Insecta consists of 29 living orders that are not equivalent by any criteria except taxonomic rank (Davis et al. 2010). Insects demonstrate the greatest biodiversity, accounting for over half of all described eukaryotes, approximately 1 million described species (Grimaldi and Engel 2005) and a global total of anywhere between 5 and 10 million species (Gaston 1991; Raven and Yeates 2007). Although lower-end estimates of species numbers are more likely (Mora et al. 2011), around two-thirds of all insects probably remain to be discovered and described (May 2010), vastly outnumbering the total diversity of other better-studied taxonomic groups like vertebrates and vascular plants. The importance of insects for stable ecosystem functioning also cannot be understated. For example, insects are responsible for the breakdown of organic material, animal and human remains, removal of waste, aeration and turnover of soil, and the vital task of pollination for flowering plants. They also include important predators that control numbers of other pest invertebrates or weed plants, and are an essential food source for many birds, fish, reptiles and amphibians. Understanding the impressive numerical and ecological diversity of insects has long been recognized as an important research goal. To achieve this, it is vital to clarify the evolutionary history and ancestral attributes of lineages. Here we will (1) take stock of our current understanding of insect systematics and the role molecular phylogenetics has played, (2) review the taxonomic diversity of transcriptomes and whole genomes in Insecta and its current bias, (3) discuss the ways that NGS technologies can be used to study insect evolution, and (4) propose strategies for selecting future insects to sequence, for example to maximize genomic diversity and resolve important phylogenetic questions that remain in the field of insect systematics.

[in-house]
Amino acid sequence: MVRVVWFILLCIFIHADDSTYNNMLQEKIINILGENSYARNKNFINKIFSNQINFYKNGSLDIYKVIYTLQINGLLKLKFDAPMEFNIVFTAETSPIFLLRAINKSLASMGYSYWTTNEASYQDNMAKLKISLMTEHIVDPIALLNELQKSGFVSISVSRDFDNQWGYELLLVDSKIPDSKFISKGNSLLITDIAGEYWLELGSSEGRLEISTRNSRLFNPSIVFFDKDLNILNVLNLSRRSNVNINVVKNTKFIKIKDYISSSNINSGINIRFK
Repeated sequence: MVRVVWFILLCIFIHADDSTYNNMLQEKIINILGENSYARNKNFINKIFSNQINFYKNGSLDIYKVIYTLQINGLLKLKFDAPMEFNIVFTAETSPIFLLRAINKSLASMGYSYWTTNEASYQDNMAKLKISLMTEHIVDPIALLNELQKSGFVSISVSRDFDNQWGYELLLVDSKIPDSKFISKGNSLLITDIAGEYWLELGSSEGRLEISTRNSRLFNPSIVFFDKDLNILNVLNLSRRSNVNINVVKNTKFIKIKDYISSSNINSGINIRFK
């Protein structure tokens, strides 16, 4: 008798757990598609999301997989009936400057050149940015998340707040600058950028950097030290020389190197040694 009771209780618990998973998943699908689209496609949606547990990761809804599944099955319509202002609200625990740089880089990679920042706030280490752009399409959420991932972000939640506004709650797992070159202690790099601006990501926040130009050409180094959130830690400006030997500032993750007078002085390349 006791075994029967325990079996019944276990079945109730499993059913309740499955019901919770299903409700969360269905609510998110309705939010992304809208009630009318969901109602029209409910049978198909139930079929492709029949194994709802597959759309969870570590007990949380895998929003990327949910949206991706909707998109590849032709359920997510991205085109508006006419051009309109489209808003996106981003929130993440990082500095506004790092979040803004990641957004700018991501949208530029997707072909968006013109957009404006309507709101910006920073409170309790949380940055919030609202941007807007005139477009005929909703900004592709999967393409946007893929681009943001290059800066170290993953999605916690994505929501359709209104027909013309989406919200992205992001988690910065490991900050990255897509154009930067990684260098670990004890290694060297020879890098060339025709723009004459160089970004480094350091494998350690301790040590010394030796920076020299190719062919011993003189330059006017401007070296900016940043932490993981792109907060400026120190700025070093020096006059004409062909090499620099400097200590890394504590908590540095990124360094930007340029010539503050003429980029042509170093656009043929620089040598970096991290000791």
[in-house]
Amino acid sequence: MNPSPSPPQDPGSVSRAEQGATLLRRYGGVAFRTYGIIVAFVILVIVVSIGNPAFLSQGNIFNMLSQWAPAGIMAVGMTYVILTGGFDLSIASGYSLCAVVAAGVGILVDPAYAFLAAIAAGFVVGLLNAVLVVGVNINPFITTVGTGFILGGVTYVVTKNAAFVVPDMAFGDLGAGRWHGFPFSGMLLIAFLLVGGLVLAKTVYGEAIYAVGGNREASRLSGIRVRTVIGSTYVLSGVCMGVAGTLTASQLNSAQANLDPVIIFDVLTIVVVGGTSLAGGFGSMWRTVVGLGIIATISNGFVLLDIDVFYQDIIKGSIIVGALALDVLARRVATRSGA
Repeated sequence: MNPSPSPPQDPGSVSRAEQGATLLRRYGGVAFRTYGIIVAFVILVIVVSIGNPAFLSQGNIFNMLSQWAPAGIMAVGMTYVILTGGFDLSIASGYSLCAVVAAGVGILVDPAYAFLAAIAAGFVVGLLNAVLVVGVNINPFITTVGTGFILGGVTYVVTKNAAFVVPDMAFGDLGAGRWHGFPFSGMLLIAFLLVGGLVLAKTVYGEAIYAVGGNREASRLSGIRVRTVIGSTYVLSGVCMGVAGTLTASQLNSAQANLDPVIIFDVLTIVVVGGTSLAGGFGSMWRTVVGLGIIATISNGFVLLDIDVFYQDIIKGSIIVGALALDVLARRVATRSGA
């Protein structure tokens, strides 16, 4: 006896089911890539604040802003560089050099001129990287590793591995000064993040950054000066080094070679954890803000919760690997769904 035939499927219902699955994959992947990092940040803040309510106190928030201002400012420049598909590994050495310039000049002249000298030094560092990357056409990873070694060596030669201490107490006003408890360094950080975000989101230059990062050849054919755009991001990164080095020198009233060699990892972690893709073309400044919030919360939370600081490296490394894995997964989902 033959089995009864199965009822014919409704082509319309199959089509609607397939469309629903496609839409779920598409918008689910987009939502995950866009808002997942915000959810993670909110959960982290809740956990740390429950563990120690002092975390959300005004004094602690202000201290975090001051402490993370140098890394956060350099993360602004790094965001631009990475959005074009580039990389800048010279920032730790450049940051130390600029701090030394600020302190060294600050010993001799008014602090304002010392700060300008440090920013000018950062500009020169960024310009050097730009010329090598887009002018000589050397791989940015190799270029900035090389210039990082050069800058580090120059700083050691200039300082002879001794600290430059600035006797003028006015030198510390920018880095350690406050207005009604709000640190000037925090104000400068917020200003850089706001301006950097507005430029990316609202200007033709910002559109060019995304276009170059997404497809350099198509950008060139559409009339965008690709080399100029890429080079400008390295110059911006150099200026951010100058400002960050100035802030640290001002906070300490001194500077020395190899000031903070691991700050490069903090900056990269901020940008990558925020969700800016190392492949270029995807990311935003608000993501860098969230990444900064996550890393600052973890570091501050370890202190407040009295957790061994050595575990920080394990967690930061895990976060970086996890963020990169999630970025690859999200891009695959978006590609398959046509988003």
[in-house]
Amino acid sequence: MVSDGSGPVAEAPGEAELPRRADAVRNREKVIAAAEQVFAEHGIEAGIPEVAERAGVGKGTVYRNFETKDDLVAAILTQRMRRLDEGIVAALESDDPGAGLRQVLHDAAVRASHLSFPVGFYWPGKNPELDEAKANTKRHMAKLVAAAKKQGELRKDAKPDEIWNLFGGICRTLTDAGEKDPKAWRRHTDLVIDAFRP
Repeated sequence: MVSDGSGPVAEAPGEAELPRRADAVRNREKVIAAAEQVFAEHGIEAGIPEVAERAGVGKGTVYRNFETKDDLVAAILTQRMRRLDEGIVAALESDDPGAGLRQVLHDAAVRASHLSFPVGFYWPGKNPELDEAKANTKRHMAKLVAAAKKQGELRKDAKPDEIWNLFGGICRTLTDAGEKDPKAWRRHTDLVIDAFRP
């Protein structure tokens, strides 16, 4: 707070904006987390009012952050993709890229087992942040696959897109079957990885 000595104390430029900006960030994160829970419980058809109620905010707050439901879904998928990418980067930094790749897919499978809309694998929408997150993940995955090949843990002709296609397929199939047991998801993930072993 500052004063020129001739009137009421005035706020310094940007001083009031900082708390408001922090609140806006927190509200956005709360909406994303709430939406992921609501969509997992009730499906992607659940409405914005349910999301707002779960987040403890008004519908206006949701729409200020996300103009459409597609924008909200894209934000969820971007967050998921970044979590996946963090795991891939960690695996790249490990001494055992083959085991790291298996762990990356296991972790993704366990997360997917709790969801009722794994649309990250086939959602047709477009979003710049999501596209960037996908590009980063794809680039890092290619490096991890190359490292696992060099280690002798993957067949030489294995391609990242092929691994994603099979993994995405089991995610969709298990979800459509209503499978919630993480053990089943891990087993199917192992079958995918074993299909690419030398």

Systematics of insects and outstanding questions
In recent years of arthropod research, evidence in favour of a close affinity between hexapods (Insecta, Collembola, Protura and Diplura) and crustaceans has strengthened (Edgecombe 2010; Giribet and Edgecombe 2012; Trautwein et al. 2012; von Reumont et al. 2012). Major arthropod lineages like Myriapoda and Chelicerata are now typically considered more distant relatives than various ‘Crustacea’, and velvet worms are considered the sister-group to Arthropoda as a whole (Campbell et al. 2011, Fig 2.1). There has been some evidence that Hexapoda may be polyphyletic, or mutually paraphyletic with respect to Crustacea (Nardi et al. 2003; Cook et al. 2005).
We live in an age of ubiquitous genomics. Next generation sequencing (NGS) technology, both widely adopted and advancing at pace, has transformed the data landscape, opening up an enormous source of heritable characters to the comparative biologist. Its impact on systematics, like many other fields of biology, has been felt throughout its breadth: from defining species boundaries to estimating their evolutionary histories. This volume examines the broad range of ways in which NGS data are being used in systematics and in the fields that it underpins, from biodiversity prospecting to evo-devo. Experts in their fields draw on contemporary case studies to demonstrate state-of-the-art applications of NGS data. These, along with novel analyses, comprehensive reviews and lively perspectives, are combined to produce an authoritative account of contemporary issues in systematics that have been impacted by the adoption of NGS.